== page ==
Cervical Cancer in Low-Income Settings: Costs, Cost-Effectiveness, and Budget Impact of Integrating Screening and Treatment into Existing Health Systems in East Africa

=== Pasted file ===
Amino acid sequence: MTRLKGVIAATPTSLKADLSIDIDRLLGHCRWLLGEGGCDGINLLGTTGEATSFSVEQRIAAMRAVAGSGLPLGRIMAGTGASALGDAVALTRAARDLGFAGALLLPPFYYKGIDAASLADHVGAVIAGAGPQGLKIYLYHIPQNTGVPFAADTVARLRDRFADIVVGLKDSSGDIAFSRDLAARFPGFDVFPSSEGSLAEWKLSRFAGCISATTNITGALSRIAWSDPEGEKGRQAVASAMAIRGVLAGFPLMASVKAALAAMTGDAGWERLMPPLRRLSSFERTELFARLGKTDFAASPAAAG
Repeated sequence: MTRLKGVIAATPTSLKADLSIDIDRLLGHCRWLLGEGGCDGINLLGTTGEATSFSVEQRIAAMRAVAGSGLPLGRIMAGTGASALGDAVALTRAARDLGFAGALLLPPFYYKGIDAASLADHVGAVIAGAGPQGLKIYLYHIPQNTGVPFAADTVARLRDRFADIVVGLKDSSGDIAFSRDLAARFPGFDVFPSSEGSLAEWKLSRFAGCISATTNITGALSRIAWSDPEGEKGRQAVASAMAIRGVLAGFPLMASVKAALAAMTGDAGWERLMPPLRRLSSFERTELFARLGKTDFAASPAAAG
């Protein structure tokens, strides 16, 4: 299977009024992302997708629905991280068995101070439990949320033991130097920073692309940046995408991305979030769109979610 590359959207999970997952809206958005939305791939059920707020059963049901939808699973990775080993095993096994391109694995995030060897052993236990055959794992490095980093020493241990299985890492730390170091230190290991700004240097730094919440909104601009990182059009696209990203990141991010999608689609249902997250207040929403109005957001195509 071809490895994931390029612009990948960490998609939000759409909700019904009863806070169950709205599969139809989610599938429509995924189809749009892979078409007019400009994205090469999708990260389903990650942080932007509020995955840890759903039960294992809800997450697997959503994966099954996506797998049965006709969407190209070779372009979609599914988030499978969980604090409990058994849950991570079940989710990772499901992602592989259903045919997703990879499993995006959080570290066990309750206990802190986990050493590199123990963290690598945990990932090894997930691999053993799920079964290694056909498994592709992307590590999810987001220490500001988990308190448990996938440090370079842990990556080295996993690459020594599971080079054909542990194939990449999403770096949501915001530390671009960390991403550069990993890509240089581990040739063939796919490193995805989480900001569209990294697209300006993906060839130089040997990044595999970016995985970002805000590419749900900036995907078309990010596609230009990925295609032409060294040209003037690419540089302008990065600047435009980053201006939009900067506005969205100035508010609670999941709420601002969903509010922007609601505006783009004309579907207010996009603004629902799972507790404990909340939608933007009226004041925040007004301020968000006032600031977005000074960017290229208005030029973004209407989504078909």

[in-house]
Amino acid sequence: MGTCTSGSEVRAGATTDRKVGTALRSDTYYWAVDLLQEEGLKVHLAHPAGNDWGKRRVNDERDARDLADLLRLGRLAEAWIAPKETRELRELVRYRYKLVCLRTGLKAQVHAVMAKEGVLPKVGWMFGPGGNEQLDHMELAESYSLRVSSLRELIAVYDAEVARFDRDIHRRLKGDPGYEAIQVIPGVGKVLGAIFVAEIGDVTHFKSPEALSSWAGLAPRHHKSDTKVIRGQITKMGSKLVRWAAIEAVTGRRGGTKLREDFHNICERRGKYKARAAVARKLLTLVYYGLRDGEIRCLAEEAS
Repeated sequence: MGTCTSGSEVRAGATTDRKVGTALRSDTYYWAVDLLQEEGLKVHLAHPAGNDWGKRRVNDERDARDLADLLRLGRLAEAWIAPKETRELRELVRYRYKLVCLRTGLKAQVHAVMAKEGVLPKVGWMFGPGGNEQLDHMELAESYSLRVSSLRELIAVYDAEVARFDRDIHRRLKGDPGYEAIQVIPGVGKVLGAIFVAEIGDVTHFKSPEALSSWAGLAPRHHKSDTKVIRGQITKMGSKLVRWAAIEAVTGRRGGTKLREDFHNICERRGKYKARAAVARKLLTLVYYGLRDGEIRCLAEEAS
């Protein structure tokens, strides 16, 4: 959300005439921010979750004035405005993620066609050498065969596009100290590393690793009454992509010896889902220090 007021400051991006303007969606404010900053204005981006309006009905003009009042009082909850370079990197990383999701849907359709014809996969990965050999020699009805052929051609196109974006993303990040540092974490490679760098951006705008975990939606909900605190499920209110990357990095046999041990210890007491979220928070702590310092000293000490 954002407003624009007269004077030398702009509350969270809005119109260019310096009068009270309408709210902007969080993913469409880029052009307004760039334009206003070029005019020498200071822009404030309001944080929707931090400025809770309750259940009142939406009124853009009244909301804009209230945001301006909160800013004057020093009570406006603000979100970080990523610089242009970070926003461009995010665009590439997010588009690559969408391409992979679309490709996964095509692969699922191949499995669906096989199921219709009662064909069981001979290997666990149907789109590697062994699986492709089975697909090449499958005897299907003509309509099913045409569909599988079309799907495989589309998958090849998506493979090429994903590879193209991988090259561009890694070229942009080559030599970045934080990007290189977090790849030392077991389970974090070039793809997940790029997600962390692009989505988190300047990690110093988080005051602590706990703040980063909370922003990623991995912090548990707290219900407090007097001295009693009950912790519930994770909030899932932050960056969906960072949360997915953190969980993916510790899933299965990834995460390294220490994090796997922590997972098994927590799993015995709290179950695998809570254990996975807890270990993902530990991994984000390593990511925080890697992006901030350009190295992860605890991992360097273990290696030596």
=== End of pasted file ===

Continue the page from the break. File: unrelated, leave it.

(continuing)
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Cervical cancer is one of the most frequently occurring cancers among women in sub-Saharan Africa (SSA). While preventable if detected early, many women experience challenges accessing life-saving screening and treatment due to health systems inefficiencies, costs, perceptions of screening, and time required to seek care. Integration of cervical cancer screening into existing public health programs, such as screening women as they enter the health system for HIV treatment or bring their children to obtain routine immunizations, may increase screening coverage rates at low marginal costs. This dissertation aimed to evaluate the potential costs, cost-effectiveness, and budget impact of integrating cervical cancer screening into a routine childhood immunization clinic in Uganda and an HIV-treatment facility in Kenya. First, using primary facility-level data, a model-based analysis was conducted to estimate the individual level-costs of treatment for pre-cancerous lesions, cervical cancer, and cervical cancer palliative care in Kenya. Second, a Markov model was developed to assess the potential costeffectiveness of integrating screening programs into an HIV treatment clinic in Kenya and a routine childhood immunization clinic in Uganda. Third, a budget impact model estimated the size of the target population and potential uptake of screening, as well as the impact on the current health system, of each integration strategy. Study findings indicate that integrating cervical cancer screening into existing health systems in East Africa is likely to be cost-saving or cost-effective in terms of cost-per life year saved, compared to current strategies of nonintegrated screening. These findings provide decision-makers in Kenya, Uganda, and other similar LMICs with information on the costs and cost-effectiveness of innovative methods for increasing access to life-saving cervical cancer screening and treatment interventions.